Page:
Mathematics Stack Exchange is a question and answer site for people studying math at any level and professionals in related fields. It's 100% free, no registration required.

Sign up
Here's how it works:
  1. Anybody can ask a question
  2. Anybody can answer
  3. The best answers are voted up and rise to the top

I am trying to prove $$\int\cos^n x \ dx = \frac{1}n \cos^{n-1}x \sin x + \frac{n-1}{n}\int\cos^{n-2} x \ dx$$

This problem is a classic, but I seem to be missing one step or the understanding of two steps which I will outline below.

$$I_n := \int\cos^n x \ dx = \int\cos^{n-1} x \cos x \ dx \tag{1}$$

First question: why rewrite the original instead of immediately integrating by parts of $\int \cos^n x \ dx$?

Integrate by parts with $$u = \cos^{n-1} x, dv = \cos x \ dx \implies du = (n-1)\cos^{n-2} x \cdot -\sin x, v = \sin x$$

which leads to

$$I_n = \sin x \ \cos^{n-1} x +\int\sin^2 x (n-1) \ \cos^{n-2} x \ dx \tag{2}$$

Since $(n-1)$ is a constant, we can throw it out front of the integral:

$$I_n = \sin x \ \cos^{n-1} x +(n-1)\int\sin^2 x \ \cos^{n-2} x \ dx\tag{3}$$

I can transform the integral a bit because $\sin^2 x + cos^2 x = 1 \implies \sin^2 x = 1-\cos^2 x$

$$I_n = \sin x \ \cos^{n-1} x + (n-1)\int(1-\cos^2 x) \ \cos^{n-2} x \ dx \tag{4}$$

According to Wikipedia as noted here, this simplifies to:

$$I_n = \sin x \ \cos^{n-1} x + (n-1) \int \cos^{n-2} x \ dx - (n-1)\int(\cos^n x) \ dx \tag{5}$$

Question 2: How did they simplify the integral of $\int(1-\cos^2 x) \ dx$ to $\int(\cos^n x) \ dx$?

Assuming knowledge of equation 5, I see how to rewrite it as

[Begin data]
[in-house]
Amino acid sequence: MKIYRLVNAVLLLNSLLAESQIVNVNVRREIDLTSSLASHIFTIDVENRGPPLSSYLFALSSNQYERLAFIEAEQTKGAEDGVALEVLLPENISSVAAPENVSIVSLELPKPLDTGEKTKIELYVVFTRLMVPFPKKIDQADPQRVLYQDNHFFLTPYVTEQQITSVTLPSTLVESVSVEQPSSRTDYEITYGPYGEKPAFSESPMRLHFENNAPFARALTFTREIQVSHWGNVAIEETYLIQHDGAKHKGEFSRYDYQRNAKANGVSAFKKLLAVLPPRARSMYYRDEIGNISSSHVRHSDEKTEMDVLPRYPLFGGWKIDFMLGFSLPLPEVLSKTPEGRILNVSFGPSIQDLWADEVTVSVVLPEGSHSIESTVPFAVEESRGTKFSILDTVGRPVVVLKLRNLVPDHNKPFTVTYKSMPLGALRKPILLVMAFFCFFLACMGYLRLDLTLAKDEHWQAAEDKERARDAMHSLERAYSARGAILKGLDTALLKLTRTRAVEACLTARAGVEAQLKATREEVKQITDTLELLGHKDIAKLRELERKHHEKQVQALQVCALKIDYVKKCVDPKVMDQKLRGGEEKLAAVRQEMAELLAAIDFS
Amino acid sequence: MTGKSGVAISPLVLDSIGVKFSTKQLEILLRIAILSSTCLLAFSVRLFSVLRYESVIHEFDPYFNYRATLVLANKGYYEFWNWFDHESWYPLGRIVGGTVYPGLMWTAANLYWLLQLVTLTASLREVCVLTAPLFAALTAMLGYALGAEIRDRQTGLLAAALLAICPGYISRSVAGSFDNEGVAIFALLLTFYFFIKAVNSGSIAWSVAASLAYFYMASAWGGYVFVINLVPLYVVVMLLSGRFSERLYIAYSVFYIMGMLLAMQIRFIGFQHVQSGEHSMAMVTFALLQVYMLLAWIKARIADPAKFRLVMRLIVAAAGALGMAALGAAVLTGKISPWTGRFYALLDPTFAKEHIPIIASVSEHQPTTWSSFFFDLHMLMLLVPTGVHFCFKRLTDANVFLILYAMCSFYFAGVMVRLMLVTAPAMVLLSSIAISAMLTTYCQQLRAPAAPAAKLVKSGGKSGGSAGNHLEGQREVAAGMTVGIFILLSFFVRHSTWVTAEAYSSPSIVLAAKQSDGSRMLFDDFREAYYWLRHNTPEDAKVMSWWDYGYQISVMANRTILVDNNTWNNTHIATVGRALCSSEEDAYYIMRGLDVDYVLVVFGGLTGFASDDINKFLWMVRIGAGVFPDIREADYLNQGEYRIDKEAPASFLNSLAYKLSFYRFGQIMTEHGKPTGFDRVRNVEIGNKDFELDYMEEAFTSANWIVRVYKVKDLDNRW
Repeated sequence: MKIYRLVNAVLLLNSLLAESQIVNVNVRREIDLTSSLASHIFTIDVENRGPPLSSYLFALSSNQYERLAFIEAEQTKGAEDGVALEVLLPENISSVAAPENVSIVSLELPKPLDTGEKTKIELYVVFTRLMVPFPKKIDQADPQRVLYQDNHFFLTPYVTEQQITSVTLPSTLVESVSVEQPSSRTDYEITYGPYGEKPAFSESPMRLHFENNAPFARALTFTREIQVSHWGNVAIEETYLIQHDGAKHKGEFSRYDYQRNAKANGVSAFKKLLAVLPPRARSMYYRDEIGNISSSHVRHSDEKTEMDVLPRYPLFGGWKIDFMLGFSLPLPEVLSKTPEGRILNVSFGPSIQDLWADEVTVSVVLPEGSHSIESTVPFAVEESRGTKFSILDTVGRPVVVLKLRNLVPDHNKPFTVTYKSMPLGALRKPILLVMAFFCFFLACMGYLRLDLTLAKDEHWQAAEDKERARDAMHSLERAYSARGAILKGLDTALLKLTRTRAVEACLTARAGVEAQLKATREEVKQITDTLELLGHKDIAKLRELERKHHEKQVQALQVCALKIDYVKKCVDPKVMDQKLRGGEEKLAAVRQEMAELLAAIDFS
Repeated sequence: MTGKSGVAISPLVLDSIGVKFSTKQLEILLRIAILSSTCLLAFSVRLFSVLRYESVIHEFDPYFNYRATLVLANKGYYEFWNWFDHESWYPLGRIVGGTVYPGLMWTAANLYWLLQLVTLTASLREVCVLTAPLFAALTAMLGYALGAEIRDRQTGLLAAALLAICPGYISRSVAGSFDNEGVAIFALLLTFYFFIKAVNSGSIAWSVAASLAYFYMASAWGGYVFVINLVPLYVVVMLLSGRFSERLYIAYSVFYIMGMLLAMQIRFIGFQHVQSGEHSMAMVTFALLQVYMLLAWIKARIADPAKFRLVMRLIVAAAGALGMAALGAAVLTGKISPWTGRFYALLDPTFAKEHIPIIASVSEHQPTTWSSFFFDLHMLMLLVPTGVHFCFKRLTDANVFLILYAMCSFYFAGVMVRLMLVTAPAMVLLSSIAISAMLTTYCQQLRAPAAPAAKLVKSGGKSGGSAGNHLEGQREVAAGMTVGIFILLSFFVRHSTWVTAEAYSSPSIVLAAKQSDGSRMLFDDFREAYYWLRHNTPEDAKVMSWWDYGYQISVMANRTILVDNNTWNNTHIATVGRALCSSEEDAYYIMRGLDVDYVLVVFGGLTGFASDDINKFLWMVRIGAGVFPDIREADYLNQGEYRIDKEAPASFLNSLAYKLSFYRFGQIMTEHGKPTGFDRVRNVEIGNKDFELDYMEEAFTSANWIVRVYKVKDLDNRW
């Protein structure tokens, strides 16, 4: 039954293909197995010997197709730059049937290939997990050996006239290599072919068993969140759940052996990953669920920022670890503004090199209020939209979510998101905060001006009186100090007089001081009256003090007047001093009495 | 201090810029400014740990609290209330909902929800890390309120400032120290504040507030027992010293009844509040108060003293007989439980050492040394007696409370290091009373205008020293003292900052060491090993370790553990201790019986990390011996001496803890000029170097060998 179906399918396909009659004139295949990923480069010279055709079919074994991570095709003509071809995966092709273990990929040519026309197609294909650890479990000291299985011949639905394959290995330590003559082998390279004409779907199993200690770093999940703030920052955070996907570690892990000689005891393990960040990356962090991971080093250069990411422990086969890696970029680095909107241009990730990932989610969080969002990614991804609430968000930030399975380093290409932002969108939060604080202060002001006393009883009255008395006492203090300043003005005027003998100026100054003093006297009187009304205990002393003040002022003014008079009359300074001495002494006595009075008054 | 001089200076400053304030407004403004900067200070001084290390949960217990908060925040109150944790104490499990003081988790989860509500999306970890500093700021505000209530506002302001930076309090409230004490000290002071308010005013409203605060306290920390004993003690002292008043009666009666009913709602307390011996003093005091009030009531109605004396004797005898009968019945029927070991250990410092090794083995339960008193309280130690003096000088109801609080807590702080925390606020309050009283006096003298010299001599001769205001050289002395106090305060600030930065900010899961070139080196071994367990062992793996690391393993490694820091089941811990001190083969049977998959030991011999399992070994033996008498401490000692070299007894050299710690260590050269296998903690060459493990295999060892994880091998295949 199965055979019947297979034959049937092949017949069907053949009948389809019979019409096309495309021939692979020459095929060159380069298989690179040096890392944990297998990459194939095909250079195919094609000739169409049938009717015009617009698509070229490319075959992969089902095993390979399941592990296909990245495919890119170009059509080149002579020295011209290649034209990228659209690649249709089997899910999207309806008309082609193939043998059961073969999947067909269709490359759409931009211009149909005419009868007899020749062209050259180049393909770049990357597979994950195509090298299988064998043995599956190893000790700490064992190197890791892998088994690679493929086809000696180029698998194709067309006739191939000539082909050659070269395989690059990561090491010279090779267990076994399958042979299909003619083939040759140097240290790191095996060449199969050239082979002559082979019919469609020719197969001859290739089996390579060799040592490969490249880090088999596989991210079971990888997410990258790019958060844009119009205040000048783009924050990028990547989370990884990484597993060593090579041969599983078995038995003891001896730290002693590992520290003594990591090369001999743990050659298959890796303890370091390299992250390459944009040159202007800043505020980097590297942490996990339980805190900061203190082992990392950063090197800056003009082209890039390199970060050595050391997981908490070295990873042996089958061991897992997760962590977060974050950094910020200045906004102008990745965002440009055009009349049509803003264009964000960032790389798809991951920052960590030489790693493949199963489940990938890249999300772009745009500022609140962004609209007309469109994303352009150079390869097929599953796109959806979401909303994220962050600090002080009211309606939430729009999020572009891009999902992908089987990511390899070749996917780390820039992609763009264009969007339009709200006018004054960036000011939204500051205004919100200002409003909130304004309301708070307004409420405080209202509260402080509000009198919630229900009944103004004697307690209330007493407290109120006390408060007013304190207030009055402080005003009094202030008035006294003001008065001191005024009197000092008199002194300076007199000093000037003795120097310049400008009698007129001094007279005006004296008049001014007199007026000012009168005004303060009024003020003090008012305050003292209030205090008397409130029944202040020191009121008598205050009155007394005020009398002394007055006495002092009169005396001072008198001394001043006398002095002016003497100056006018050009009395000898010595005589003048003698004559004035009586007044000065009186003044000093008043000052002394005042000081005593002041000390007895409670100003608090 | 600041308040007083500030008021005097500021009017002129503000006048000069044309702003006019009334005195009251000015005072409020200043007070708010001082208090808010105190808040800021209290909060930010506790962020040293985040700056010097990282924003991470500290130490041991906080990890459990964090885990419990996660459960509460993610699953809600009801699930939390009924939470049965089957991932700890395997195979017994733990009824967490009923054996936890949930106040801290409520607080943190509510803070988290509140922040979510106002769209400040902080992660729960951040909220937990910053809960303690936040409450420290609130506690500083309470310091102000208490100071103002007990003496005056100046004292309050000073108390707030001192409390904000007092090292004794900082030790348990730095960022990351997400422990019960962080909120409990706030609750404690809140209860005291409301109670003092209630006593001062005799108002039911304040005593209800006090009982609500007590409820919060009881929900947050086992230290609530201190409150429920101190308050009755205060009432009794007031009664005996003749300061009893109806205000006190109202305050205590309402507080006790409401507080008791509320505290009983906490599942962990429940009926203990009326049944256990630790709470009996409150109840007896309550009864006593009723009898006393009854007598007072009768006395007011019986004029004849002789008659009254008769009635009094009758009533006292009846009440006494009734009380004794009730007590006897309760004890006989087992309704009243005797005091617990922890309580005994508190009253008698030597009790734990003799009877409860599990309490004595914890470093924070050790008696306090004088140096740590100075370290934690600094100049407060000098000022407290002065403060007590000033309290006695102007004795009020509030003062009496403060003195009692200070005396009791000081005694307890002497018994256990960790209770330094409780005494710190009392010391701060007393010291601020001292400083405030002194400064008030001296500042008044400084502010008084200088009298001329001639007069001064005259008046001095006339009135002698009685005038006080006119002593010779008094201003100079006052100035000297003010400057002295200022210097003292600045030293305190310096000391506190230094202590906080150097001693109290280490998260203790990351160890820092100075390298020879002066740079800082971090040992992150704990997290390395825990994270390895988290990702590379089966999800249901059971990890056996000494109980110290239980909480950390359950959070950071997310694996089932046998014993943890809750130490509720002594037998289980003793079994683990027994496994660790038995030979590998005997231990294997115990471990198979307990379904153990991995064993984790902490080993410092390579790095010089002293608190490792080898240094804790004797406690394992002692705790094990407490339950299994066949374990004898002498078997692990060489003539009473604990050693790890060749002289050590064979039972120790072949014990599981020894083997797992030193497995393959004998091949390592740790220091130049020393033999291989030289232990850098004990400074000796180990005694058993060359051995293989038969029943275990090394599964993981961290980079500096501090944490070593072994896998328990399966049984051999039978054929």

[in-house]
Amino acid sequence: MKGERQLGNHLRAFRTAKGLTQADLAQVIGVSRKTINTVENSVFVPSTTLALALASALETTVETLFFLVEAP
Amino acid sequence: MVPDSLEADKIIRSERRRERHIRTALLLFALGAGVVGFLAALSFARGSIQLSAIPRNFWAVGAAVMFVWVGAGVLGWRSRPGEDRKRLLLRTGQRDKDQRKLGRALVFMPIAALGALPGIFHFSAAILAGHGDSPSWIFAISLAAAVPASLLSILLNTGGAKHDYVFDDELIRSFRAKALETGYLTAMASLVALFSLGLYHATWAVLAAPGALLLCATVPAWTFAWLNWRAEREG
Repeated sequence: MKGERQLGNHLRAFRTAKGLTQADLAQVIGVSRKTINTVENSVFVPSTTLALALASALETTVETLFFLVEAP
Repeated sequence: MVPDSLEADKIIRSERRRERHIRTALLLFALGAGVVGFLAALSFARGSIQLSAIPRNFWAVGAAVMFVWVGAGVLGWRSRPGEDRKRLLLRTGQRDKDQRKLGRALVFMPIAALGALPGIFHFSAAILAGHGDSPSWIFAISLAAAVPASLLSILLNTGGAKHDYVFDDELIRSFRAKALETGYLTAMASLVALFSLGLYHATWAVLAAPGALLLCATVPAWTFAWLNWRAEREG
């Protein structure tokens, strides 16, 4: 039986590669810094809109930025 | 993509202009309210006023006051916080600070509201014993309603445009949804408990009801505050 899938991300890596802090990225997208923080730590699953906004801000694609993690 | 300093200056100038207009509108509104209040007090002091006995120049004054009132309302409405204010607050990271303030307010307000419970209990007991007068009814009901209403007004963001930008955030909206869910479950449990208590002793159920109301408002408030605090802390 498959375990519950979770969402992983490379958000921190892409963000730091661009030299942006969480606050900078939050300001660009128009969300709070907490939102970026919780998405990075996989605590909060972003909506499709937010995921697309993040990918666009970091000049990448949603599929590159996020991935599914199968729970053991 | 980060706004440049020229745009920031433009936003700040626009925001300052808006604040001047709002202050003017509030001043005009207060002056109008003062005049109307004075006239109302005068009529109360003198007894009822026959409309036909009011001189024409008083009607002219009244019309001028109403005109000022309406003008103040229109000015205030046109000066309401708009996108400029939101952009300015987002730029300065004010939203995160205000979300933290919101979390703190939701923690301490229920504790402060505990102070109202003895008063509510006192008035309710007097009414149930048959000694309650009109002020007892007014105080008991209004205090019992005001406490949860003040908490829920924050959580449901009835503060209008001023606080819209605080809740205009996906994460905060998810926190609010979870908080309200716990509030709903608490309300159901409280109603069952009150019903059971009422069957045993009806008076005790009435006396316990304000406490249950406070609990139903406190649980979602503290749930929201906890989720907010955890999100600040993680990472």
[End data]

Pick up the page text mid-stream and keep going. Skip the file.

$$I_n = \sin x \ \cos^{n-1} x + (n-1) I_{n-2} x - (n-1) I_{n} \tag{6}$$

and solve for $I_n$. I had tried exploiting the fact that $$\cos^2 x = \frac{1}{2} \cos(2x) + \frac{1}{2} $$

and trying to deal with $\int 1 \ dx - \int \frac{1}{2} \cos (2x) + \frac{1}{2} \ dx$

which left me with $\frac{x}{2} - \frac{1}{4} \sin(2x)$ after integrating those pieces. Putting it all together I have:

$$I_n = \sin x \ \cos^{n-1} x + (n-1) I_{n-2} x \left(-(n-1) (\frac{x}{2} - \frac{1}{4} \sin 2x) \right) \tag{7}$$

but I'm unsure how to write the last few terms as an expression of $I_{something}$ to get it to match the usual reduction formula of

$$\int\cos^n x \ dx = \frac{1}n \cos^{n-1}x \sin x + \frac{n-1}{n}\int\cos^{n-2} x \ dx$$

share|cite|improve this question
Q1: re-writing it as such is simply a way to make the IBP clear. Q2: $(1-\cos^2x)\cos^{n-2}=\cos^{n-2}- \cos^n x$ (the product is simply expanded, since it is easier to deal with the sum of two simple integrals than the integral of a product) – user39572 Sep 10 '12 at 3:39
up vote 3 down vote accepted

I guess your problem is step four:

$$I_n = \sin x \ \cos^{n-1} x + (n-1)\int(1-\cos^2 x) \ \cos^{n-2} x \ dx \tag{4}$$

Note that $$\int(1-\cos^2 x) \ \cos^{n-2} x \ dx =\int \cos^{n-2} x \ dx-\int \cos^2 x\; \cos^{n-2} x \ dx \\=\int \cos^{n-2} x \ dx-\int \cos^{n} x \ dx $$

so we get

$$I_n = \sin x \ \cos^{n-1} x + (n-1)\int \cos^{n-2} x \ dx-(n-1)\int \cos^{n} x \ dx $$

$$I_n = \sin x \ \cos^{n-1} x + (n-1)I_{n-2}-(n-1)I_n$$


$$nI_n = \sin x \ \cos^{n-1} x + (n-1)I_{n-2}$$

$$I_n =\frac{ \sin x \ \cos^{n-1} x}n + \frac{n-1}nI_{n-2}$$

share|cite|improve this answer
Ah, just what I was looking for. Thanks Peter. – Joe Sep 10 '12 at 3:58

How about verifying using differentiation? We are asked to show $$\int_0^x \cos^n t dt = \frac{1}{n} \cos^{n-1} x \sin x + \frac{n-1}{n} \int^x_0 \cos^{n-2} t dt + C$$ for some constant $C$. This is true iff the derivatives of each side are equal.

Differentiating the right side, we get using the product rule $$RHS = \frac{n-1}{n} \cos^{n-2} x (-\sin x) \sin x + \frac{1}{n} \cos^{n-1} x \cos x + \frac{n-1}{n} \cos^{n-2} x,$$ then combining, $$RHS = \frac{n-1}{n} (1-\sin^2 x) \cos^{n-2} x + \frac{1}{n} \cos^n x$$ and finally using $\cos^2 x + \sin^2 x = 1$, $$RHS = \frac{n-1}{n}\cos^n x+\frac{1}{n} \cos^nx = \cos^n x,$$ which is the what we want.

share|cite|improve this answer
Nice idea, thanks. – Joe Sep 10 '12 at 3:58

Your Answer


By posting your answer, you agree to the privacy policy and terms of service.

Not the answer you're looking for? Browse other questions tagged or ask your own question.